The U.S. reimposed sanctions on Iran’s critical oil industry Monday, raising pressure on the Islamic Republic to scale back its ballistic missile program and involvement in conflicts across the Middle East.
The sanctions on Iran’s energy, shipping and banking sectors, lifted as part of the 2015 accord to curb its nuclear enrichment, snapped back at midnight New York time. They are the second round of measures imposed on the country of 80 million since President Donald Trump withdrew from the agreement in May, saying he wanted a more comprehensive deal.
“Our objective is to force the regime into a clear choice,” Trump said in a statement released on Friday evening. “Either abandon its destructive behavior or continue down the path toward economic disaster.”
After hitting four-month highs last month on supply fears, oil prices have receded as it’s become apparent the U.S. would still grant temporary sanctions waivers to major buyers of Iranian crude.
It’s the Iranian Oil Guessing Game. And the Bears Are Winning
The impact on Iran’s economy, however, is already being felt. Uncertainty over the future and a U.S. ban on dollar and gold transactions imposed in May have seen the rial fall 70 percent, sending prices soaring. Imported goods are becoming scarce, businesses are struggling and the measures have deepened political divisions, emboldening hardliners who opposed moderate President Hassan Rouhani’s grand bargain with the West.
As the measures went into force, a defiant Rouhani said his country would keep selling oil and warned of a “war situation” as economic conditions worsen. Trump’s decision to abandon the nuclear accord, the fruit of years of negotiations involving Russia, China and European countries, has eroded trust that the wider deal Trump seeks would be respected.
“Respect your commitments, then we will talk,” Rouhani said in a meeting with economy officials, according to state-run Islamic Republic News Agency.
Bolstering the mood of defiance in a country that has faced punitive measures of some form since its 1979 revolution, Iran’s army, air force and Revolutionary Guards conducted military exercises and tested air defense systems.
On the eve of Monday’s sanctions, thousands rallied in Tehran for an annual commemoration of the 1979 takeover of the U.S. embassy, chanting “death to America” and stomping on U.S. flags. This year, oversize posters of $100 bills were also strewn on the ground for a largely conservative crowd to trample, Benjamin Franklin’s face replaced by Trump behind bars.
Oil was trading near a six-month low Monday. In addition to the waivers, OPEC has signaled it would make up any shortfall, and in October, its output jumped to its highest since 2016.
Secretary of State Michael Pompeo is scheduled to announce the list of countries that will receive waivers at 8:30 a.m. Washington time. Bloomberg reported last week that major importers of Iranian oil including India, Japan, and South Korea are among those getting waivers. China, the top purchaser of Iranian crude, is in talks for a waiver, while other requests were expected from Taiwan and Turkey.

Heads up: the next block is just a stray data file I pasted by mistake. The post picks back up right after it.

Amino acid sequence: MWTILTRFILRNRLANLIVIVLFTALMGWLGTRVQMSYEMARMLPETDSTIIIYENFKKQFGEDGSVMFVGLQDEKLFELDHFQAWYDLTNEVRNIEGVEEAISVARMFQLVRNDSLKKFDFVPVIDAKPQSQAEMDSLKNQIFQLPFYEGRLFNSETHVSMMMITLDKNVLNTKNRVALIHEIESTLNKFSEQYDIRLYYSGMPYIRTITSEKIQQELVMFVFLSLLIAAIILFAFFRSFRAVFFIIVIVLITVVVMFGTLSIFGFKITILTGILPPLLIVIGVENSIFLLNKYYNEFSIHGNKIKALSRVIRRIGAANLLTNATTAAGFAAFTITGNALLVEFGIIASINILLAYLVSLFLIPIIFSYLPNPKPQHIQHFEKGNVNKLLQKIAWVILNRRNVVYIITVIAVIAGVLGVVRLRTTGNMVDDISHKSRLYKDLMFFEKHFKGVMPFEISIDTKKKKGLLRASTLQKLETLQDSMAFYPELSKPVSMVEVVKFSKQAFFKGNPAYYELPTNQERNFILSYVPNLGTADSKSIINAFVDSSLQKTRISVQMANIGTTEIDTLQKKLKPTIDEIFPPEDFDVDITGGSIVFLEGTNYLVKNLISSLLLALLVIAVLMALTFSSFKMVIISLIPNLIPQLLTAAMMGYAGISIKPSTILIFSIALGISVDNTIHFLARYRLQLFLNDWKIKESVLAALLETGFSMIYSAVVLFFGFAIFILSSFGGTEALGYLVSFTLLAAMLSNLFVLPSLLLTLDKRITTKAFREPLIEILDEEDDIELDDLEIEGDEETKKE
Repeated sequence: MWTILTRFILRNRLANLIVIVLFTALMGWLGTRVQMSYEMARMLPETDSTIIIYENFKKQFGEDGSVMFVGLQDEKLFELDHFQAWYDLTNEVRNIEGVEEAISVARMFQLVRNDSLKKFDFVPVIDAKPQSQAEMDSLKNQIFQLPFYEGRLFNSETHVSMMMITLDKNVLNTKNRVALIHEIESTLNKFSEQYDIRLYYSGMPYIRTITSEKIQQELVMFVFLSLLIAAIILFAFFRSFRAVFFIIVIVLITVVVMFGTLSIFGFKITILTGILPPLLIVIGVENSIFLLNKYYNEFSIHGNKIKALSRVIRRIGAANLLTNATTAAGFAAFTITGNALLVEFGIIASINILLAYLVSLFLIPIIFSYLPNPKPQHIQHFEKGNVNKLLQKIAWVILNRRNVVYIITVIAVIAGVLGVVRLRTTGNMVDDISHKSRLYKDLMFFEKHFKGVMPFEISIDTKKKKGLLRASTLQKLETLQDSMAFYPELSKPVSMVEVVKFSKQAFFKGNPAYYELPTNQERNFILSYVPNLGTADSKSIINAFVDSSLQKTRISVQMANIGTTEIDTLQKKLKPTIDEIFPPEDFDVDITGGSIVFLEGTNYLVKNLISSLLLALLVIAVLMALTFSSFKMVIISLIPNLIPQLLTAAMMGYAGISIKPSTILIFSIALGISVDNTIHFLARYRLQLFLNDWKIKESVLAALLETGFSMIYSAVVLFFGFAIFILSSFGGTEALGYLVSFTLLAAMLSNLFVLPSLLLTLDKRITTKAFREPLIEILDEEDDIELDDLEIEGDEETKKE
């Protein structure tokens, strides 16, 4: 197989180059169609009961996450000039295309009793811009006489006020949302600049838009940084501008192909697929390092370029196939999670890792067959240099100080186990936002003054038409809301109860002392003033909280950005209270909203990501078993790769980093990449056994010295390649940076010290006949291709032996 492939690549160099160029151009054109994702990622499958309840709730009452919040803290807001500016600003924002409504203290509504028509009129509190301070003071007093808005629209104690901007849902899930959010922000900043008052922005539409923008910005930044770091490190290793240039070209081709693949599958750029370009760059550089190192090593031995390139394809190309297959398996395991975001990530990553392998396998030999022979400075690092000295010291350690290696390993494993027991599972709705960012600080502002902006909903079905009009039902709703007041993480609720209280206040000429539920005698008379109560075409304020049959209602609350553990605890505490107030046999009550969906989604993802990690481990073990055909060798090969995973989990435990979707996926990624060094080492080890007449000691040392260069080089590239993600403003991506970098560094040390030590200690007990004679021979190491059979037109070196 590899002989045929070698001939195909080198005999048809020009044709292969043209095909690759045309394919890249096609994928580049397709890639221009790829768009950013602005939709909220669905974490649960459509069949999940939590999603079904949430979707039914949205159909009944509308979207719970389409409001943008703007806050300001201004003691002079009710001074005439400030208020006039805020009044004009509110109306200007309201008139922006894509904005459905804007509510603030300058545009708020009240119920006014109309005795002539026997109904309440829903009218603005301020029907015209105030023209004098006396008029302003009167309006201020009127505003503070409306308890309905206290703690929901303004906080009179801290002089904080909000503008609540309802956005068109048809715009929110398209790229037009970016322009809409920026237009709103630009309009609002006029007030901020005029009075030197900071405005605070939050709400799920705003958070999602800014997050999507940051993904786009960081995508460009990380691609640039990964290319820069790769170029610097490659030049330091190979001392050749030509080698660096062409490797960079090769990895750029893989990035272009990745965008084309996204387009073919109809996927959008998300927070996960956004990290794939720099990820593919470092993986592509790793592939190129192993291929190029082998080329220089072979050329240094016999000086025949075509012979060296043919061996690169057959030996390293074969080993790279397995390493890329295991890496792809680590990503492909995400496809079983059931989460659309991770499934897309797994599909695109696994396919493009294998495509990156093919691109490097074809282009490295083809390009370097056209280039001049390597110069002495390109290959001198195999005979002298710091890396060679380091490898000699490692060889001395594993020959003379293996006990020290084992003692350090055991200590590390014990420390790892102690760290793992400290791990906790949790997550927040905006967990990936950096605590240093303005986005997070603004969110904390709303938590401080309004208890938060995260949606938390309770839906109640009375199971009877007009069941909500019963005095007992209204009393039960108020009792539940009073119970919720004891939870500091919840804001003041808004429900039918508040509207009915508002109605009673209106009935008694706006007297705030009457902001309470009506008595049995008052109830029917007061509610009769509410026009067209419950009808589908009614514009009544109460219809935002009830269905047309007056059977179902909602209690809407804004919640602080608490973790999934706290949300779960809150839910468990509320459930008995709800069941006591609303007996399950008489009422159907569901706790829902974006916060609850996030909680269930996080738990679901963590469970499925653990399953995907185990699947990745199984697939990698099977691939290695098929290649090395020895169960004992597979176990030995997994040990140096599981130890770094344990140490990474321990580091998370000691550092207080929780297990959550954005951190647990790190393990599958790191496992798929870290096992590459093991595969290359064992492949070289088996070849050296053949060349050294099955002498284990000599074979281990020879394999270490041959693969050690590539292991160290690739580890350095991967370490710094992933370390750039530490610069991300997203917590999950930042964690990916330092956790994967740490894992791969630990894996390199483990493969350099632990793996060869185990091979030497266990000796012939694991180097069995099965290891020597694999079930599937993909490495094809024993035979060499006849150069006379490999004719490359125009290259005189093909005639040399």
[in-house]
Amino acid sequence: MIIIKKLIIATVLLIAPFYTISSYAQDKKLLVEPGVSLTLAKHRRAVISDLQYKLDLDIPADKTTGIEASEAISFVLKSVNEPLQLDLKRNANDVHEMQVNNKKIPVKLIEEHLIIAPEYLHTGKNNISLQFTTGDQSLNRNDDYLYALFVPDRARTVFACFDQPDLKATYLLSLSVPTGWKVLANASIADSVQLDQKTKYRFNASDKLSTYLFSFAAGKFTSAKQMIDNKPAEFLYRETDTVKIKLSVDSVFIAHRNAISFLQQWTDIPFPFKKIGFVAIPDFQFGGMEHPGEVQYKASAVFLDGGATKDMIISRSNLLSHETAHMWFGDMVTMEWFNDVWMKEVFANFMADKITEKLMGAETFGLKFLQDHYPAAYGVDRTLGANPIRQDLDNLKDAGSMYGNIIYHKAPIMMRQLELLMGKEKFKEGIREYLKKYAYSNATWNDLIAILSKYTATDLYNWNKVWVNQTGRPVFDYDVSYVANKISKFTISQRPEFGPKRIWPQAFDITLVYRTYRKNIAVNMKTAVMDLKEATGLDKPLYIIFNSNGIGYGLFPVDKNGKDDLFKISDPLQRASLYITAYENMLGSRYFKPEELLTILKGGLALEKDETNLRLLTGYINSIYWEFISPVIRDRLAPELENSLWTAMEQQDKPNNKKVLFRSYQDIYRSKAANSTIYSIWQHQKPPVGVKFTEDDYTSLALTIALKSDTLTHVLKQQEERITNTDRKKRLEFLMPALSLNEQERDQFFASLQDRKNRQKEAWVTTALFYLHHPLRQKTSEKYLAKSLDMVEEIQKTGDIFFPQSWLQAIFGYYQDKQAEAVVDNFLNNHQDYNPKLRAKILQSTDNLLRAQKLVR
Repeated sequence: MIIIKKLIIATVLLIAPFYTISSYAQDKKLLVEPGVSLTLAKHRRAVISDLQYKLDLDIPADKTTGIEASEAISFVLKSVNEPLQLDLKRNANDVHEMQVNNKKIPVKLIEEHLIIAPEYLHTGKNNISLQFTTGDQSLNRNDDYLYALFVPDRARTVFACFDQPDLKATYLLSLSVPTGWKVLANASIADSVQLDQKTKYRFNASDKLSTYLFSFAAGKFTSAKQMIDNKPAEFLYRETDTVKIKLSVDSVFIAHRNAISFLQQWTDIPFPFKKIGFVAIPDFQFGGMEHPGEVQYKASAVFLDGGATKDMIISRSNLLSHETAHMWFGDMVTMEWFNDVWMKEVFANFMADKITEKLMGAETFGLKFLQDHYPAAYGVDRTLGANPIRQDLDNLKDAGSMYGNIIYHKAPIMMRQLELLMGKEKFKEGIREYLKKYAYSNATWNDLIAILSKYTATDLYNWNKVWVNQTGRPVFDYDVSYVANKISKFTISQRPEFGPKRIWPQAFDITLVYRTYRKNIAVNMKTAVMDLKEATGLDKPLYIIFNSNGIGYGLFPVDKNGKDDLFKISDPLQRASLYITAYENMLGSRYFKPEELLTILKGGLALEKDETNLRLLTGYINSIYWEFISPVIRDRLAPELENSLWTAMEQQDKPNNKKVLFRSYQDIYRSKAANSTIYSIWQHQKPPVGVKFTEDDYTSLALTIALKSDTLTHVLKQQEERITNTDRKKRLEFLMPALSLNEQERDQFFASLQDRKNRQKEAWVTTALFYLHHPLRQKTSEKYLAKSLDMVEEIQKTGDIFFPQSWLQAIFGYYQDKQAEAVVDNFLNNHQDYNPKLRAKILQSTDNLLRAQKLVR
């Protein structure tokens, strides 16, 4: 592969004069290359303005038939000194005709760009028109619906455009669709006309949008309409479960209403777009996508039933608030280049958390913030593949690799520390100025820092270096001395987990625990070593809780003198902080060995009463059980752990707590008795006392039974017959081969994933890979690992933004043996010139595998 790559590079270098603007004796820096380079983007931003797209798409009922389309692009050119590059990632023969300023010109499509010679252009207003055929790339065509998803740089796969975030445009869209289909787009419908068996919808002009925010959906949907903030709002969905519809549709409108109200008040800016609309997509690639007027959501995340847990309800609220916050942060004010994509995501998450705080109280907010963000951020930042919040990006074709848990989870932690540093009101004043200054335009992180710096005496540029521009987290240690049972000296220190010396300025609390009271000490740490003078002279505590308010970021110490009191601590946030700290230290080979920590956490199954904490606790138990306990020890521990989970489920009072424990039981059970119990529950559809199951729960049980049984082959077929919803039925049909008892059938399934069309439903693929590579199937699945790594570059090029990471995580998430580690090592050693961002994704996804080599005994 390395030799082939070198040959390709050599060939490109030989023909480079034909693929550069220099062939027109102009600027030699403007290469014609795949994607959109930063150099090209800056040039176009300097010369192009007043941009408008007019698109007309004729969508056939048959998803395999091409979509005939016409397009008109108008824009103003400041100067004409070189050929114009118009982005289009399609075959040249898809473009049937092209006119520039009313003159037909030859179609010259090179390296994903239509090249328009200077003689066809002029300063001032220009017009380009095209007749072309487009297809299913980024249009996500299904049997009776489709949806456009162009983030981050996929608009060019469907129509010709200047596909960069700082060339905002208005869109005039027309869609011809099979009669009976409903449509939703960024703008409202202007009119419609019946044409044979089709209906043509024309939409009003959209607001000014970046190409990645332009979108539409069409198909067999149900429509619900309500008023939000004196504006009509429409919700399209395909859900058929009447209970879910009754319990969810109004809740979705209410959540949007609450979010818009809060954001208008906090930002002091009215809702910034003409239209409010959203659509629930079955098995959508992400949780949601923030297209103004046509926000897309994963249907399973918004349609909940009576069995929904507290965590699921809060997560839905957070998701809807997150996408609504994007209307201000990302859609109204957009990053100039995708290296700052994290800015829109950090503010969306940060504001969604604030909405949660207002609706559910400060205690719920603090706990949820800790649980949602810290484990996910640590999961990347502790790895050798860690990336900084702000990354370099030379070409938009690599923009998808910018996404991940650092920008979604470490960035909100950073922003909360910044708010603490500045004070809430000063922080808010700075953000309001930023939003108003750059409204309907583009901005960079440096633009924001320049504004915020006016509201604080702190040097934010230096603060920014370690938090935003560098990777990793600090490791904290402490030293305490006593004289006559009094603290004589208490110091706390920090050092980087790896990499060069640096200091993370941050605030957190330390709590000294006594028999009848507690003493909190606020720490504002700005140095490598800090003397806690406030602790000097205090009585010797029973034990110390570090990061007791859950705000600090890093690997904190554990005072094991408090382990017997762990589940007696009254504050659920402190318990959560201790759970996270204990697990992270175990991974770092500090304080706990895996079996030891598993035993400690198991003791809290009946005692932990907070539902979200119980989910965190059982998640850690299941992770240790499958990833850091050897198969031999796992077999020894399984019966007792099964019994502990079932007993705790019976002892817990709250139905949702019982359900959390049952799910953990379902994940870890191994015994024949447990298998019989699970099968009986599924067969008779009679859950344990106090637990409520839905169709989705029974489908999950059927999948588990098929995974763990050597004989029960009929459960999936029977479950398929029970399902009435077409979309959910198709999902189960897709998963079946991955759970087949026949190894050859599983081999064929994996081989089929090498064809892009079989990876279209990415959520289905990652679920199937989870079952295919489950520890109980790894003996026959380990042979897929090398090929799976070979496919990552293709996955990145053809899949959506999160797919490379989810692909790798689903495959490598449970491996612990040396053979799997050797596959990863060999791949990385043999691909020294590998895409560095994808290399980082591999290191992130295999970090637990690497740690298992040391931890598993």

More than 700 “individuals, entities, vessels and aircraft” will be sanctioned, according to the White House. They include Iranian banks, shipping companies and oil exporters. The U.S. has also warned that it could target the Swift financial messaging network if it doesn’t halt transactions with sanctioned Iranian financial institutions.
Treasury Secretary Steven Mnuchin on Friday said the U.S. is “intent on ensuring that global funds stop flowing to the coffers of the Iranian regime.”
While the other signatories to the accord have refused to walk away, Trump’s campaign to drive companies out of Iran appears to be working. Total SA, Boeing Co. and Munich Re are among dozens of companies that have sworn off Iran, fearing of running afoul of U.S. penalties.
European governments have struggled to come up with solutions that adequately address business concerns that doing any work in Iran will expose them to secondary sanctions, essentially freezing them out of the U.S. financial system. Iran’s oil exports already have fallen by about a million barrels a day.
The way the measures are designed mean that shipping insurers, for instance, may be unable to make payments or provide guarantees if an incident is linked to Iran. “This will most likely be the result even if the trade as such is legal and there are no blacklisted parties involved,” ship insurer Gard P&I said in an alert on its website.
Both Iran and the EU have said they will soon announce details of their plan to protect multinational companies from falling afoul of American measures.
Efforts to inflict maximum pain on Iran are also a gamble for Trump, increasing the risk of a trans-Atlantic rift.
European nations share Trump’s concern over Iranian missile tests and regional policies, including military and financial support for Syria’s Bashar al-Assad, Lebanon’s Hezbollah and the Houthi rebels fighting in Yemen’s devastating civil war. But they reason that the accord remains the most effective way to contain and monitor Iran’s nuclear activities.
The U.K. said Monday it regretted Trump’s decision and was “committed to fully supporting our trade relationship with Iran and encourage British businesses to take advantage” of trade opportunities that arise”.
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